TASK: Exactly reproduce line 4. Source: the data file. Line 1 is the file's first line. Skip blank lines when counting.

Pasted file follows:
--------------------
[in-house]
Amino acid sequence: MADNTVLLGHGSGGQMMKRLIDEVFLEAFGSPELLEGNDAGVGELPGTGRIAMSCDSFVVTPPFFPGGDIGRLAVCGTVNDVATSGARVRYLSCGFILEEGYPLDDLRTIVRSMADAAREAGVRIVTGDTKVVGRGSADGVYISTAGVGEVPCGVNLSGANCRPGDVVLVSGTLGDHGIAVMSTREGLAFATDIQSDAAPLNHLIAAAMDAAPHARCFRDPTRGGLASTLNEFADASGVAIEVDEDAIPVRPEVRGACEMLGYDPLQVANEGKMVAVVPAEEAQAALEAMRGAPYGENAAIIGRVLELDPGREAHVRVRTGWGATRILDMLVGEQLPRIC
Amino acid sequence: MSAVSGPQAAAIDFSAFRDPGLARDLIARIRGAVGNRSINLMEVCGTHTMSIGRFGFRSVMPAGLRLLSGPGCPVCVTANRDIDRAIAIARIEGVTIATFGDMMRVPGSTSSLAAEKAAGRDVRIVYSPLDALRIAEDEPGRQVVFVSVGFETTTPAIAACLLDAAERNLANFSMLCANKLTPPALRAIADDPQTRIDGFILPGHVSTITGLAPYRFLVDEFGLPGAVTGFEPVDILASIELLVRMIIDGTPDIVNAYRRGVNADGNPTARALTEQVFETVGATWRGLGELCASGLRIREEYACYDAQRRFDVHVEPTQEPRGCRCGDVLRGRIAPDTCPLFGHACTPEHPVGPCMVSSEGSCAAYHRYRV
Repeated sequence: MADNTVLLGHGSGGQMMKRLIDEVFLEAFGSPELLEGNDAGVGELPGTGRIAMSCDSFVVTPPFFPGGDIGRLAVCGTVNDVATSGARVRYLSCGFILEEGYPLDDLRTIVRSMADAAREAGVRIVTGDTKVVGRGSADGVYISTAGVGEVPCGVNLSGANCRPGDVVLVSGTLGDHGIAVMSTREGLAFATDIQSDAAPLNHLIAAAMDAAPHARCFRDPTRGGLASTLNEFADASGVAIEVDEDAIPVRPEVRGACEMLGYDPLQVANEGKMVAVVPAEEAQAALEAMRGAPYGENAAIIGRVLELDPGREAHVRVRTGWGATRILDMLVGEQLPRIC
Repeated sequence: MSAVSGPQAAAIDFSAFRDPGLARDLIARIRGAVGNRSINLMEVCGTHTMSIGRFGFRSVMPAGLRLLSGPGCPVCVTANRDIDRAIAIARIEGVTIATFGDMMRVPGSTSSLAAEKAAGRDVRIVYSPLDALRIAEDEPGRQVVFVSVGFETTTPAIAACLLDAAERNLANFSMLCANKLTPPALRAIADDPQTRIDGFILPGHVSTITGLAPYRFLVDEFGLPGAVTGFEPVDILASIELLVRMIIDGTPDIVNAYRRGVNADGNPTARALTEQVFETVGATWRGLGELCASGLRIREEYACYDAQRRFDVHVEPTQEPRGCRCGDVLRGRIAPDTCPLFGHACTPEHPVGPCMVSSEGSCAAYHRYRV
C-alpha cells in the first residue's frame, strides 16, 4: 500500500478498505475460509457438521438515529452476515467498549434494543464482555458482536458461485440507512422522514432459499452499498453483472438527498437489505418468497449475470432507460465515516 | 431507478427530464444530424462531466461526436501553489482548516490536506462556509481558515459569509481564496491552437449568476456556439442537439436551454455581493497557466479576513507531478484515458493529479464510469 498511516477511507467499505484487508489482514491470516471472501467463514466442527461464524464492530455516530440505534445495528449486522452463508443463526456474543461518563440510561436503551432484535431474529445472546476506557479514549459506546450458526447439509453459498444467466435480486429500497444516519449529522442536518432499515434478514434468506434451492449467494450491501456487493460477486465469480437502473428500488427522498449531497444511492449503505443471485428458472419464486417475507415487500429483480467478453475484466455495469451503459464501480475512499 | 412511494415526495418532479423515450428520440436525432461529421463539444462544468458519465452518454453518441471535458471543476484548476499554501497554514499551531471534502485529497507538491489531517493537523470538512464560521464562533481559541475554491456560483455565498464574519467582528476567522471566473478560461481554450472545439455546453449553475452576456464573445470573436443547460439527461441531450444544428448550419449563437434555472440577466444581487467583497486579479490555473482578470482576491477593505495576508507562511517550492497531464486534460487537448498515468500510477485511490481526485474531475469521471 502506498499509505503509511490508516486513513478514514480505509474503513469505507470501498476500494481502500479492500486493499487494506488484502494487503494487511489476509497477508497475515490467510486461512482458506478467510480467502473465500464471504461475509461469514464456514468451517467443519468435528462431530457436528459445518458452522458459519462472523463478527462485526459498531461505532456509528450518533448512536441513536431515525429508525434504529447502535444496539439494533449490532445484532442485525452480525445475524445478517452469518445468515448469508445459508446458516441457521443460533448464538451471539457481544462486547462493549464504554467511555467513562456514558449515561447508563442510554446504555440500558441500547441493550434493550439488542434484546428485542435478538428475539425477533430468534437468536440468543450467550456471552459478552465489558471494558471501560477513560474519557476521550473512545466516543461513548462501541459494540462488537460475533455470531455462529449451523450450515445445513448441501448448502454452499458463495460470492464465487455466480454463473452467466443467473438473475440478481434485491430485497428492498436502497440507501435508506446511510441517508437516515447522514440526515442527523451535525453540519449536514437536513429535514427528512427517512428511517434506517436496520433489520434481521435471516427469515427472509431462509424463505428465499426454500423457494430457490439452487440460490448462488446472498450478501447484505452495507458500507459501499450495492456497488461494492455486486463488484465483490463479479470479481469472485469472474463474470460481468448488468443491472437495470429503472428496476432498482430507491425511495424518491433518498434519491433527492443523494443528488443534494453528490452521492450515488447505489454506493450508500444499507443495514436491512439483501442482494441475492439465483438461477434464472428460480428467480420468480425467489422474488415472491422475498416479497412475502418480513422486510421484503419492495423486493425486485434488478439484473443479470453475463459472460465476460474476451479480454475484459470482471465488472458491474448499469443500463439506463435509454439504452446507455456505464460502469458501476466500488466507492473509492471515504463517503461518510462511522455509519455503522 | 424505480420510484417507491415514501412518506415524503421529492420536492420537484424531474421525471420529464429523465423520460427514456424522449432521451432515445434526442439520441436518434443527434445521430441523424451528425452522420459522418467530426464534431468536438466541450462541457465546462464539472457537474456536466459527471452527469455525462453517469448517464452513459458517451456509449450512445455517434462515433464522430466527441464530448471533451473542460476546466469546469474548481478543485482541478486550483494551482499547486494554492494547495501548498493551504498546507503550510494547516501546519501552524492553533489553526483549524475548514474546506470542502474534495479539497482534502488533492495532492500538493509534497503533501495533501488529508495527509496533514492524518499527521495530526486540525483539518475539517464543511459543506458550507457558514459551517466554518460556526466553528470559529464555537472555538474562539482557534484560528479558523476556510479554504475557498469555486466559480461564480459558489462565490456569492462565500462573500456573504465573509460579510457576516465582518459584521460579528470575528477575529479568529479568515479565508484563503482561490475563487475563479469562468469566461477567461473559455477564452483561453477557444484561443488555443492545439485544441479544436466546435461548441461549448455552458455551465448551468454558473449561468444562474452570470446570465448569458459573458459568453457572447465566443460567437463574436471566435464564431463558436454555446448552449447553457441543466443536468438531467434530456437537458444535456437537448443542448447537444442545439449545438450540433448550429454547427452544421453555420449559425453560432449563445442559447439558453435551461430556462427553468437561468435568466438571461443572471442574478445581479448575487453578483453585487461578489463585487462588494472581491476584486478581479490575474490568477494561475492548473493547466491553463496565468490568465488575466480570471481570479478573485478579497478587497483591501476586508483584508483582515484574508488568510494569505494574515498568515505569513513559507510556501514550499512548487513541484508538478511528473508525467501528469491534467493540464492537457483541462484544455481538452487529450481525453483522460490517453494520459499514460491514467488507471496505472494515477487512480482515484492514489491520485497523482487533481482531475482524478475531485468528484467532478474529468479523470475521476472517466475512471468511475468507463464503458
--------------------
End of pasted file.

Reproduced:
Repeated sequence: MADNTVLLGHGSGGQMMKRLIDEVFLEAFGSPELLEGNDAGVGELPGTGRIAMSCDSFVVTPPFFPGGDIGRLAVCGTVNDVATSGARVRYLSCGFILEEGYPLDDLRTIVRSMADAAREAGVRIVTGDTKVVGRGSADGVYISTAGVGEVPCGVNLSGANCRPGDVVLVSGTLGDHGIAVMSTREGLAFATDIQSDAAPLNHLIAAAMDAAPHARCFRDPTRGGLASTLNEFADASGVAIEVDEDAIPVRPEVRGACEMLGYDPLQVANEGKMVAVVPAEEAQAALEAMRGAPYGENAAIIGRVLELDPGREAHVRVRTGWGATRILDMLVGEQLPRIC